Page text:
The US Securities and Exchange Commission (SEC) has filed charges against The Hydrogen and its market maker, Moonwalkersfor, for allegedly engaging in unregistered securities and artificially inflating token’s priceoken.
The SEC accused the two firms and thtwo execs of breaking the securities laws’ registration, anti-fraud, and market manipulation provisions. The securities watchdog also asked for permanent injunctive relief, conduct-based injunctions, disgorgement with prejudgment interest, and civil penalties, among other remedies.
Misleading Picture of Hydro’s Market Activity
According to the official press release, The Hydrogen Technology Corp., its former chief executive officer, Michael Ross Kane, and Tyler Ostern, the CEO of Moonwalkers Trading Ltd., are being targeted for violations with regards to selling tokens the SEC identified as securities into a market artificially inflated using bots.
The agency said the project’s native “Hydro” tokens were initially distributed to investors via airdrops, bounty programs, and as employee compensation.
The SEC complaint further alleges that after distributing the tokens, Kane and Hydrogen onboarded the South African firm, Moonwalkers in October 2018, to “create the false appearance of robust market activity” for the token by leveraging its customized trading software or “bot” and then sold it into that artificially inflated market for profit on Hydrogen’s behalf. According to the agency’s estimates, Hydrogen generated over $2 million as a result.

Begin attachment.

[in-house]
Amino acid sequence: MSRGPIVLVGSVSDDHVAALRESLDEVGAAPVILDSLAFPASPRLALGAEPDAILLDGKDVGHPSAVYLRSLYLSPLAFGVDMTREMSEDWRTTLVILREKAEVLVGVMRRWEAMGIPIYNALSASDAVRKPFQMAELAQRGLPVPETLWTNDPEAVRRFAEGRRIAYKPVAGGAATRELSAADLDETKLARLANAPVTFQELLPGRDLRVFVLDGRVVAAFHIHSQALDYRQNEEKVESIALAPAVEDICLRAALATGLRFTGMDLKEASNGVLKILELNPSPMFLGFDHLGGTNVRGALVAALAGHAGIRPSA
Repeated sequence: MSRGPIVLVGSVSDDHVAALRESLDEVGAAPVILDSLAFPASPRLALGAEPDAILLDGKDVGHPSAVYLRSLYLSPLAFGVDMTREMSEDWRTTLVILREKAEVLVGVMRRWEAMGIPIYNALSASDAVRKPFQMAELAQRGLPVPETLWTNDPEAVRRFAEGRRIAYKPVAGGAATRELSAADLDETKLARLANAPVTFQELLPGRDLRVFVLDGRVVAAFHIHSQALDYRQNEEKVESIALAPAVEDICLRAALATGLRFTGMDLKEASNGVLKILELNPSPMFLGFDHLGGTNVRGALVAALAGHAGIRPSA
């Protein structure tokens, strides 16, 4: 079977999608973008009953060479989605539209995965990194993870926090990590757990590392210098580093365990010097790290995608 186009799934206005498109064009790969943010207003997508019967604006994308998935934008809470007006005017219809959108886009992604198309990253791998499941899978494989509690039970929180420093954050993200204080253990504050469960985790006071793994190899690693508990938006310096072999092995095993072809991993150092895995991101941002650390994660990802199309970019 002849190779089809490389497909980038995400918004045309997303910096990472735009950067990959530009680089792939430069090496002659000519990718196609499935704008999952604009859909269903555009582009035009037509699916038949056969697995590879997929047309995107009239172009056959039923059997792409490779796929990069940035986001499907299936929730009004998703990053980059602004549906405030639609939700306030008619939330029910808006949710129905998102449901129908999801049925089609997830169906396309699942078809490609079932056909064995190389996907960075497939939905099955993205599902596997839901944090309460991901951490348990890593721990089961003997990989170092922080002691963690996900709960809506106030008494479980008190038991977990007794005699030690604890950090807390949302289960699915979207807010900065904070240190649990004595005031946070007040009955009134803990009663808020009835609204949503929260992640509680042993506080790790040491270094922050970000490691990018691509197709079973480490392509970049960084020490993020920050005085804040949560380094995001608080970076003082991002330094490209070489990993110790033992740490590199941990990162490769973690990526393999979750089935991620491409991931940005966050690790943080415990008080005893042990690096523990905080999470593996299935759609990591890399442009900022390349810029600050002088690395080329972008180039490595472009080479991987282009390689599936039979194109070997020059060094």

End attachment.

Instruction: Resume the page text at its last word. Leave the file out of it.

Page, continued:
In a statement, Carolyn M. Welshhans, Associate Director of the SEC’s Enforcement Division, said,
“Companies cannot avoid the federal securities laws by structuring the unregistered offers and sales of their securities as bounties, compensation, or other such methods. As our enforcement action shows, the SEC will enforce the laws that prohibit such unregistered fund-raising schemes in order to protect investors.”
Even as Hydrogen believes the SEC’s case “wholly lacks merit” and plans to follow the legal route, the latest complaint may address the issue of the legality of airdrops and bounty campaigns.
Airdrop Tokens Can Be Securities?
An airdrop is a distribution of tokens of a particular project for free, with the main objective being – to spread awareness about it. Bounty campaigns, too, are used for promotion but are considered less expensive. The SEC’s crackdown on ICOs by classifying them as a sale of securities dates back to 2018. Since then, there has been considerable debate about the fate of airdrops and bounty campaigns.
Banking and administrative law attorney Todd Phillips stressed that the defendants in the Hydro case sold tokens in the secondary market after the airdrop. The expectation of profit as secondary market purchasers anticipated a price surge as a result of Hydrogen repeatedly touting the company’s profitability may be a crucial factor of the Howey Test.
Phillips noted that if Hydrogen had not sold the tokens after airdropping them, the Howey Test wouldn’t have been satisfied.